Alcohol Detoxification
  • Long-acting benzodiazepines- drugs of choice
    • Usually Chlordiazepoxide, Diazepam, or Lorazepam
  • Monitor for toxicity of benzodiazepines
    • Ataxia- difficulty walking
    • Nystagmus- involuntary movement of the eyeball
  • Thiamine and Vit. B12 may help prevent Wernicke’s encephalopathy and Korsakoff’s psychosis
  • Magnesium has not proven to decrease seizures, but is often prescribed
assessment tool
Assessment Tool
  • Use tool such as CIWA-AR (Clinical Institute Withdrawal Assessment-Alcohol, Revised) to score symptoms
  • Effective treatment with less medication
  • Monitor pt q 1-2 hrs, decreasing to 4-8 hrs until score is less than 8-10 for 24 hrs
  • Use additional assessments as needed
  • Caution: Pts with concurrent psychiatric or medical illnesses may have similar signs and symptoms not caused by alcohol withdrawal
other drug withdrawal
Other Drug Withdrawal
  • Management of benzodiazepine, barbiturates, and other sedative-hypnotics withdrawal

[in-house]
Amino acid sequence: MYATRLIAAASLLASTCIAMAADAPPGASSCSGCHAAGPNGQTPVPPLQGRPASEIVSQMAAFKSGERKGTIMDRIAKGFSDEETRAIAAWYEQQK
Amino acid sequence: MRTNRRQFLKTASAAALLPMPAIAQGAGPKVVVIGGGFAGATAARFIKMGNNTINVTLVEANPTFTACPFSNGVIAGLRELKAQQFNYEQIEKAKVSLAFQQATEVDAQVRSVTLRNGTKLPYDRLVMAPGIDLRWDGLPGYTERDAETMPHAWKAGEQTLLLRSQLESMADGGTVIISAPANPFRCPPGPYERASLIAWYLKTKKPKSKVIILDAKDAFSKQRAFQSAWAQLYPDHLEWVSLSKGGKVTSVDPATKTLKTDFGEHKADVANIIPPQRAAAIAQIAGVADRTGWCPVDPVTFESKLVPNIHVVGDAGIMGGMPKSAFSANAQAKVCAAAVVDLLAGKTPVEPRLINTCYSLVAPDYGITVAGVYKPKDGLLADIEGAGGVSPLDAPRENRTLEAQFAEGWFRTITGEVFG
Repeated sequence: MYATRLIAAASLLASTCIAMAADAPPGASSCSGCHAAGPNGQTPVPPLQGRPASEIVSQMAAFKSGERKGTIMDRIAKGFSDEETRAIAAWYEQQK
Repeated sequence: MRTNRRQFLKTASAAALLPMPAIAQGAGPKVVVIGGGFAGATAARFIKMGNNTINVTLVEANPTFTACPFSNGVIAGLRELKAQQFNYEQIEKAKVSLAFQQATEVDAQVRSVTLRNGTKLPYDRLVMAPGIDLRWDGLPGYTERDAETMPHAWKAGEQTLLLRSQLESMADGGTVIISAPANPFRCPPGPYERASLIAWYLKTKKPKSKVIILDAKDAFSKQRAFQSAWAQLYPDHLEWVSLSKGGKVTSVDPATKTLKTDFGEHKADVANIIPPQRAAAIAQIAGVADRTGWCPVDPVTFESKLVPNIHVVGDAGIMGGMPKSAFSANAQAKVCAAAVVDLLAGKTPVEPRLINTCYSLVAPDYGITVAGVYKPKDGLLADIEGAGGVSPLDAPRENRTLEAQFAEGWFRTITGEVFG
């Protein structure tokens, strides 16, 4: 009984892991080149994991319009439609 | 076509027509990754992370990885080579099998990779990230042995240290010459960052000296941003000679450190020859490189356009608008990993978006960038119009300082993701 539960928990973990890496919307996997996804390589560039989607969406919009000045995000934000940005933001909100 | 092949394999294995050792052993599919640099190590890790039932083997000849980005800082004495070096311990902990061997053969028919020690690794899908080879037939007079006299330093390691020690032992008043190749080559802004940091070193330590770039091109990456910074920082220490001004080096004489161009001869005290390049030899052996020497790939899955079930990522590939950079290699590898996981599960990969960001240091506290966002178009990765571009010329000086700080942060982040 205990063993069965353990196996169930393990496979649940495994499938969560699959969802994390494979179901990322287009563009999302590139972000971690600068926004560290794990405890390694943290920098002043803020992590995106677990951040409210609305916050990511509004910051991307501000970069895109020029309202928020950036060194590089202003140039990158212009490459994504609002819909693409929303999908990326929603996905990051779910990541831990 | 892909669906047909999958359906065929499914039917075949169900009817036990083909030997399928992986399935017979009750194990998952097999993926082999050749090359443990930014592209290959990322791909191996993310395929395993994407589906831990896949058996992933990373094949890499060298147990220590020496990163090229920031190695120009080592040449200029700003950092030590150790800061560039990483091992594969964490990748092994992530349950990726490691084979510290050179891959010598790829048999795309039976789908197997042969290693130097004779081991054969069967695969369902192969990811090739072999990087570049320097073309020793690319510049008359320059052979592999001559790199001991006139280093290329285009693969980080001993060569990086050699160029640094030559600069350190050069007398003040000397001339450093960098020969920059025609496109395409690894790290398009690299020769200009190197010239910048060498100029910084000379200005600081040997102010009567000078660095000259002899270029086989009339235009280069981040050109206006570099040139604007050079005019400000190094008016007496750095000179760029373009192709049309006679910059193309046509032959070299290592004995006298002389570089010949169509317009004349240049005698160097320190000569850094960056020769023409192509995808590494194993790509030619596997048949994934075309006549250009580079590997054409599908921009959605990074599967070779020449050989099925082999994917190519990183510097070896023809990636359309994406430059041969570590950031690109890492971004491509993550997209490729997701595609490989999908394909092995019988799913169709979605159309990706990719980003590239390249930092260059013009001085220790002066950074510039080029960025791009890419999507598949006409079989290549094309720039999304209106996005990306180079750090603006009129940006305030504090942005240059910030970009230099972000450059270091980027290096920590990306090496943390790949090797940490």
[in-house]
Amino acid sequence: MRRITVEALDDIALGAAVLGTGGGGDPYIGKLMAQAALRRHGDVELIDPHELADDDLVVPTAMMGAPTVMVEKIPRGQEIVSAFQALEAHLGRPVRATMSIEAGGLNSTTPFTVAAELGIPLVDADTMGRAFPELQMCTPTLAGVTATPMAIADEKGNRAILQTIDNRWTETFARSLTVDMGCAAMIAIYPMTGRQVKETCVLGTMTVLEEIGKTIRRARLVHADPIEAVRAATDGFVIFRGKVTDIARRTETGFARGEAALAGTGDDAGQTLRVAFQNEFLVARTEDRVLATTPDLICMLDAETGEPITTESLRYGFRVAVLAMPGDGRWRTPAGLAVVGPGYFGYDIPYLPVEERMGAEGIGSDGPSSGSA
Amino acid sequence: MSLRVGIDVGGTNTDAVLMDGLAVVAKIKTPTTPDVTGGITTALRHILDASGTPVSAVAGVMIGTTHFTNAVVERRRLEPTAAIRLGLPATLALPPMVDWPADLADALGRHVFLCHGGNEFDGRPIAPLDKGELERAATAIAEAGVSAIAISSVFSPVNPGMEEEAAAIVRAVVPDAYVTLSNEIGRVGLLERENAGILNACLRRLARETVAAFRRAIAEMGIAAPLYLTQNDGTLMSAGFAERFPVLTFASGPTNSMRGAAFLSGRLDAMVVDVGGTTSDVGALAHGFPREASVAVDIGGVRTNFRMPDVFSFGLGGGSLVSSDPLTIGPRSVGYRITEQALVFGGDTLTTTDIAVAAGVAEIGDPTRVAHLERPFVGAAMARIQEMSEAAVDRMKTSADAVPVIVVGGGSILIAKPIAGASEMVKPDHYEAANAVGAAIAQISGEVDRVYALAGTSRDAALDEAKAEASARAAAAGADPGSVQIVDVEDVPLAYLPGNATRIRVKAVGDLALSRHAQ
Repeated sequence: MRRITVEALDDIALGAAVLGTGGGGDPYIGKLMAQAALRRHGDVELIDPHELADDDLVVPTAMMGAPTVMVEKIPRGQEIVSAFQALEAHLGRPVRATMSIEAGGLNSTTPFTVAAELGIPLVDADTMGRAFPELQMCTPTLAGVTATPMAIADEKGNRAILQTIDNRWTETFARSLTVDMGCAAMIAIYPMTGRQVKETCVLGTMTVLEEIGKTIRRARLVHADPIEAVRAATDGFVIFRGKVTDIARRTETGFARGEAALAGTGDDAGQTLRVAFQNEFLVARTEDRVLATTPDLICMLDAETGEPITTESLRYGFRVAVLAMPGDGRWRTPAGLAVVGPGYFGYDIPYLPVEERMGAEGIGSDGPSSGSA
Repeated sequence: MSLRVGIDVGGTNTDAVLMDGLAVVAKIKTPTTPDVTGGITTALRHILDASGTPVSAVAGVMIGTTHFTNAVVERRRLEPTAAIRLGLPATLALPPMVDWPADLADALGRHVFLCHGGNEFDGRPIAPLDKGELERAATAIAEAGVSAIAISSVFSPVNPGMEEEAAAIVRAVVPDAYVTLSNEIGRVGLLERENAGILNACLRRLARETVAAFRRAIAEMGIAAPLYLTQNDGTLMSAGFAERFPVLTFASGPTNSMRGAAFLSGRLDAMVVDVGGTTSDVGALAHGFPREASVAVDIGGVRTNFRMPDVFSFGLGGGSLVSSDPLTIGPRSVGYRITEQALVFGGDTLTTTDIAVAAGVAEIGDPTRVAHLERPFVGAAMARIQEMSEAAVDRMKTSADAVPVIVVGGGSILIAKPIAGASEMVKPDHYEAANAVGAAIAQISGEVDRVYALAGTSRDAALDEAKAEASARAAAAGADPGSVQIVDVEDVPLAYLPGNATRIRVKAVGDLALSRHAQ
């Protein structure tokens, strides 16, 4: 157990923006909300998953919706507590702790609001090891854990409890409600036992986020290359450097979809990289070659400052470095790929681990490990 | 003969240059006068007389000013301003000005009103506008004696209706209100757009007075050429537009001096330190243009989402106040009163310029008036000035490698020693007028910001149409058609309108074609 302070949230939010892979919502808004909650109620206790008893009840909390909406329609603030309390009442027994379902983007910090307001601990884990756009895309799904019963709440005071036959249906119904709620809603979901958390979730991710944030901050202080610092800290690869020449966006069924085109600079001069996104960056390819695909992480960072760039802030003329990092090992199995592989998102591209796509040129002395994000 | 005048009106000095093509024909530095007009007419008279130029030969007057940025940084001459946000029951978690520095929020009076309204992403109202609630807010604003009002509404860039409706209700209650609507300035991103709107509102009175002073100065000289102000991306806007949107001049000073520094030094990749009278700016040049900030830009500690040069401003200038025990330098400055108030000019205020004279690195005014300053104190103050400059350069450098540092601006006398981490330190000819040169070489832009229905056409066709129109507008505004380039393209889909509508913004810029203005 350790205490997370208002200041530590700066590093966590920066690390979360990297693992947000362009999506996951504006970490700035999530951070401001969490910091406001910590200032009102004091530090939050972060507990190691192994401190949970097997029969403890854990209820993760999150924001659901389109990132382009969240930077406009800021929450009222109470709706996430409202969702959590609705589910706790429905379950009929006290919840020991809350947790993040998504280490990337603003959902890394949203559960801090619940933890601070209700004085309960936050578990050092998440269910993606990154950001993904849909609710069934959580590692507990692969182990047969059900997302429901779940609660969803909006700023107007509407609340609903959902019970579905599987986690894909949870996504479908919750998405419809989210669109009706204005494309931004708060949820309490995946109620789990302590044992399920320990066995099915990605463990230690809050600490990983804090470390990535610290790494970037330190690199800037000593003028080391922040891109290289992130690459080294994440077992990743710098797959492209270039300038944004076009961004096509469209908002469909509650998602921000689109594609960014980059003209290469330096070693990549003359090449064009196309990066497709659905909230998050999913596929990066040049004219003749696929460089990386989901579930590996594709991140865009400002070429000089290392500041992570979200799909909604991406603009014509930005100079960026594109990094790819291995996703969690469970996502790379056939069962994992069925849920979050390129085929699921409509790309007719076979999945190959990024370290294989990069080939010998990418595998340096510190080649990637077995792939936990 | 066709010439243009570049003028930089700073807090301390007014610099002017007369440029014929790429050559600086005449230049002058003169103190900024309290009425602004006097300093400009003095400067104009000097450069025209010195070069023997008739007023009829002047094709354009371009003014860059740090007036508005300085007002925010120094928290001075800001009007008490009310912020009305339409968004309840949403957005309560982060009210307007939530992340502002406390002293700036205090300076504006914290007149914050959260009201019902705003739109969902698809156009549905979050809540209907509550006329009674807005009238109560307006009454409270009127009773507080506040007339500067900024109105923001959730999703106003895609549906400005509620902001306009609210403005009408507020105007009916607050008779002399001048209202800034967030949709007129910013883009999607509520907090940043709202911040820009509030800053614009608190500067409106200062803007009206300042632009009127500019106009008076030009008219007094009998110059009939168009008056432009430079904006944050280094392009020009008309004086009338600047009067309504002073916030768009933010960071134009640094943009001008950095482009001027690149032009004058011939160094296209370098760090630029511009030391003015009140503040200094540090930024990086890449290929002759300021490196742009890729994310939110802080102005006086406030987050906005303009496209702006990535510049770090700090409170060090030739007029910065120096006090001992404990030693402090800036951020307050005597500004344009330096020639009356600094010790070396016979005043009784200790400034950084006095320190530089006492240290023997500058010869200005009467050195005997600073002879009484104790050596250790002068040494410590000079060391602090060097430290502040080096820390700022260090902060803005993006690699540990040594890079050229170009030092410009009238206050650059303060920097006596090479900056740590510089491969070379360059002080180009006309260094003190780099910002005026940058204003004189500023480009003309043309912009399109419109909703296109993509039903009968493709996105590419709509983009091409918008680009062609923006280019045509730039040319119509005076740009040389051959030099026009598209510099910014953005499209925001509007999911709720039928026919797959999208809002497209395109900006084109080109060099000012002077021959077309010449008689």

• Considered therapeutic discontinuation if physical dependence from drug use as prescribed
    • Called detoxification if drug was abused
  • High-dose withdrawal may be treated by gradual reduction, or phenobarbital may be substituted for pt’s average daily dose, and divided into three doses
nursing care
Check for signs of phenobarbital toxicity prior to administering each dose

Slurred speech, sustained nystagmus, or ataxia

Doses may need to be held

For acute withdrawal, the first dose of phenobarbital is administered intramuscularly (IM)

Dosages are carefully decreased as pt is restablized

Nursing Care
opiate withdrawal
Opiate Withdrawal
  • Can cause anxiety, restlessness, insomnia, irritability, impaired attention, and often physical illness
  • Treatment is to alleviate acute sx by substituting Methadone- an opiate agonist- and then tapering dose slowly
  • Clonidine can be used to manage withdrawal symptoms
    • Monitor BP- can cause hypotension
  • Use CINA (Clinical Institute Narcotic Assessment) for assessment and monitoring
toxic psychosis
Toxic Psychosis
  • Users of LSD, PCP, and stimulants often come to ER in acute toxic psychosis
  • Behavior is similar to pt with schizophrenia
  • LSD users on a “bad trip” can often be “talked down” by reassurance and reality orientation
  • PSP and amphetamine users are more likely to strike out and panic from misperceptions
    • May cause harm to themselves and have no pain
nursing care1
Nursing Care
  • Maintain safe environment with minimal stimulation
  • Avoid rapid movements
  • Ask permission before touching pt
  • Have adequate staff assistance to control impulsive behavior
  • Monitor vital signs